When Mak Sai Ying arrived in Sydney Harbor in February 1818, he quickly adapted to life in Australia. He was the first Chinese settler to come to Australia and eventually changed his name to John Shying. He married an English woman and eventually became the owner of a popular bar.
The future pub owner would have traveled a great distance from Guangdong in China to reach Potts Point, a piece of land that extends into Sydney’s well-known harbor. This area now serves as a symbol of the evolving connection between China and Australia.
Potts Point is where the Australian Navy’s Fleet Base East is located, which serves as the primary operational base for the navy on the eastern coast of the country. In July, the USS Canberra, the first American warship to be officially put into action in a partner nation’s territory, was commissioned here by the U.S. Navy.
Australia’s Prime Minister Anthony Albanese is engaging in a strategic balancing act by deploying a unique plan. He will be visiting Washington as a guest of U.S. President Joe Biden this week, as both nations aim to strengthen their relationship after the AUKUS alliance was announced in 2021.
As Albanese enjoys a luxurious dinner with the leader of the United States, he may also be thinking about his upcoming trip. He is scheduled to travel to Beijing in early November, making him the first Australian prime minister to visit China since 2016.
Albanese’s two recent trips bring attention to the delicate geopolitical position of his country, as China’s interests in the Indo-Pacific and aggressive actions towards Taiwan increase tensions not only in the region, but globally as well. As a member of both the Five Eyes intelligence alliance and the QUAD partnership, Australia has been a strong ally of the United States. However, it has also formed significant economic connections with Beijing, resulting in record-breaking exports of $102.5 billion to China in the first half of 2023.
Australia has chosen to embrace Beijing while maintaining a strong stance, as it cannot remain indifferent or irrelevant in regards to its relationship with China.
Albanese has spoken of his government’s efforts to “stabilize the relationship” between the two countries. In dealing with China, he said Australia must “cooperate where we can,” but “disagree where we must … always engaging in our national interest.”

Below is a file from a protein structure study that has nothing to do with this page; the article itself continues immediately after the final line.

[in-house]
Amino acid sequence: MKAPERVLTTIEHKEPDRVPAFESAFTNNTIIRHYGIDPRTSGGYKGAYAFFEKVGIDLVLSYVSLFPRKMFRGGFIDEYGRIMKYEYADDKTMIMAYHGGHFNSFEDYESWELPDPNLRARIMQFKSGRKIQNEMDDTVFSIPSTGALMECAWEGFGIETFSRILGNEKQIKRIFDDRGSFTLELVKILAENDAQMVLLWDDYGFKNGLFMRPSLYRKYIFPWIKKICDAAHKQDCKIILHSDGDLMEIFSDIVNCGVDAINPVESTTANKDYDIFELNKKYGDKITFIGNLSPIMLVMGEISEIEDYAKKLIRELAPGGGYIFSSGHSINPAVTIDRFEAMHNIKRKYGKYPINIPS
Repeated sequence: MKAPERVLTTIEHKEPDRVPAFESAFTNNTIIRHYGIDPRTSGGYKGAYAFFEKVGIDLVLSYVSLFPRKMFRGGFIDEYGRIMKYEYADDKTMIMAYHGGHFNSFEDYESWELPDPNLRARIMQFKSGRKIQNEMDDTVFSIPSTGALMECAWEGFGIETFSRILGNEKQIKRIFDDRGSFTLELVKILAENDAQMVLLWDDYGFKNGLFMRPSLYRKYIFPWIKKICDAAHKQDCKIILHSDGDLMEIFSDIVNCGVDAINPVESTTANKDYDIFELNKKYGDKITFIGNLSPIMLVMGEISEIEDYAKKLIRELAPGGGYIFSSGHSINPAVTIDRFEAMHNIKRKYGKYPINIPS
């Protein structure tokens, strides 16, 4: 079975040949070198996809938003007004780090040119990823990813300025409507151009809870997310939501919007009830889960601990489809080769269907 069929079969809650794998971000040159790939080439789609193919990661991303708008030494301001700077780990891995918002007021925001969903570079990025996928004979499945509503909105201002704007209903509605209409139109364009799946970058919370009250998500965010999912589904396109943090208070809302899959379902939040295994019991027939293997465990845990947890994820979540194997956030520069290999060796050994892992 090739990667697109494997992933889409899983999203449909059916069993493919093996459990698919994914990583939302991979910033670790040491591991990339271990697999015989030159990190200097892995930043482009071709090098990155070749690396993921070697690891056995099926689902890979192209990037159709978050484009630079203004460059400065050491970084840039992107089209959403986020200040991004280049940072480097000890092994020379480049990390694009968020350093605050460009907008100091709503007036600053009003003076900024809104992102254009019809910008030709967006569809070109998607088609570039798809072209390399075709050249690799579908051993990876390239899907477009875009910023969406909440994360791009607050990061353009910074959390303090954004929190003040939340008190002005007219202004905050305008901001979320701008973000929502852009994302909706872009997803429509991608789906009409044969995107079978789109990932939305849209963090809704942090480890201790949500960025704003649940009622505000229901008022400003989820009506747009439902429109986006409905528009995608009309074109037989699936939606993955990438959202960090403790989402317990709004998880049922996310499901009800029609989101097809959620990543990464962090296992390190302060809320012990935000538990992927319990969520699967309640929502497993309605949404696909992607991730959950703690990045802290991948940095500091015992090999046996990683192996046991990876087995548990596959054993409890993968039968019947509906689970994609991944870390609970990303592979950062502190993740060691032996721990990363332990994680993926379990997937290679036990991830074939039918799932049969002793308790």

As of now, the approach seems to be effective.
China and Australia have had a long-standing relationship for many centuries. It is said that Chinese traders had already visited the northern coast in the 1750s, even before Captain James Cook’s arrival to take ownership of the island on behalf of Great Britain.
Upon Mak’s arrival in Sydney, it marked the beginning of a significant influx of Chinese immigrants to the southern region. Currently, Australia is home to 1.4 million individuals with Chinese heritage, making up 5.5% of the total population. Chinatown, located in the heart of Sydney, specifically in the Haymarket neighborhood, serves as a symbol and reminder of the strong connections between Australia and China. The Chinese Garden of Friendship was established in 1988 as a tribute to these ties. Featuring two stone lions at the entrance and surrounded by a moat filled with koi fish, the garden has a unique blend of a city oasis and a fortified structure.
One of the rare Chinese gardens not located in China, as a friendly guide will mention. This is because the region of New South Wales is twinned with Guangdong, the province where Mak originated from in 1818.
In recent times, the primary exchange between the two nations has been in the form of goods, particularly unprocessed materials such as iron ore, coal, and gas being transported from Australia to China. In return, there is a smaller stream of manufactured goods flowing back. In June 2023, China received a significant 40 percent of Australia’s exports.